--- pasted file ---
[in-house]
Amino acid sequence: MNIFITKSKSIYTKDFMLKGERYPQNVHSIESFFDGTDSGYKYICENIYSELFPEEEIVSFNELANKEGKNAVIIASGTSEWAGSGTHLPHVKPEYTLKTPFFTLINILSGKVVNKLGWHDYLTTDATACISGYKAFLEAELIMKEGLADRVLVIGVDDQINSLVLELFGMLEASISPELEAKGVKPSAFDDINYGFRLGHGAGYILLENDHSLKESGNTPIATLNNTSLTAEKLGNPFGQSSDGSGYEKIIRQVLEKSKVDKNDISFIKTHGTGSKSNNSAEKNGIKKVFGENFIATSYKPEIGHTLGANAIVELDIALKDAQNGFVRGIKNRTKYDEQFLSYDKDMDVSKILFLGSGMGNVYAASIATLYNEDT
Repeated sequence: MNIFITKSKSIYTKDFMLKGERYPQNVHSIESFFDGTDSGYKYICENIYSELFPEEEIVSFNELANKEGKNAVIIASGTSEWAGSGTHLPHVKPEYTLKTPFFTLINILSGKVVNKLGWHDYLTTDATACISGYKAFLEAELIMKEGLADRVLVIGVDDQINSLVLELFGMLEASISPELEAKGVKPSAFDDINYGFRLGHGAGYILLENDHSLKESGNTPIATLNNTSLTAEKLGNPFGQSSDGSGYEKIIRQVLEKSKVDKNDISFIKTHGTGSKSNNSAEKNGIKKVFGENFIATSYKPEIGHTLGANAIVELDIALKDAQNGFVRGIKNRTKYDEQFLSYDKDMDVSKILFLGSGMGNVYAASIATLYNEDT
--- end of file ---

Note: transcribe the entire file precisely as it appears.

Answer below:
[in-house]
Amino acid sequence: MNIFITKSKSIYTKDFMLKGERYPQNVHSIESFFDGTDSGYKYICENIYSELFPEEEIVSFNELANKEGKNAVIIASGTSEWAGSGTHLPHVKPEYTLKTPFFTLINILSGKVVNKLGWHDYLTTDATACISGYKAFLEAELIMKEGLADRVLVIGVDDQINSLVLELFGMLEASISPELEAKGVKPSAFDDINYGFRLGHGAGYILLENDHSLKESGNTPIATLNNTSLTAEKLGNPFGQSSDGSGYEKIIRQVLEKSKVDKNDISFIKTHGTGSKSNNSAEKNGIKKVFGENFIATSYKPEIGHTLGANAIVELDIALKDAQNGFVRGIKNRTKYDEQFLSYDKDMDVSKILFLGSGMGNVYAASIATLYNEDT
Repeated sequence: MNIFITKSKSIYTKDFMLKGERYPQNVHSIESFFDGTDSGYKYICENIYSELFPEEEIVSFNELANKEGKNAVIIASGTSEWAGSGTHLPHVKPEYTLKTPFFTLINILSGKVVNKLGWHDYLTTDATACISGYKAFLEAELIMKEGLADRVLVIGVDDQINSLVLELFGMLEASISPELEAKGVKPSAFDDINYGFRLGHGAGYILLENDHSLKESGNTPIATLNNTSLTAEKLGNPFGQSSDGSGYEKIIRQVLEKSKVDKNDISFIKTHGTGSKSNNSAEKNGIKKVFGENFIATSYKPEIGHTLGANAIVELDIALKDAQNGFVRGIKNRTKYDEQFLSYDKDMDVSKILFLGSGMGNVYAASIATLYNEDT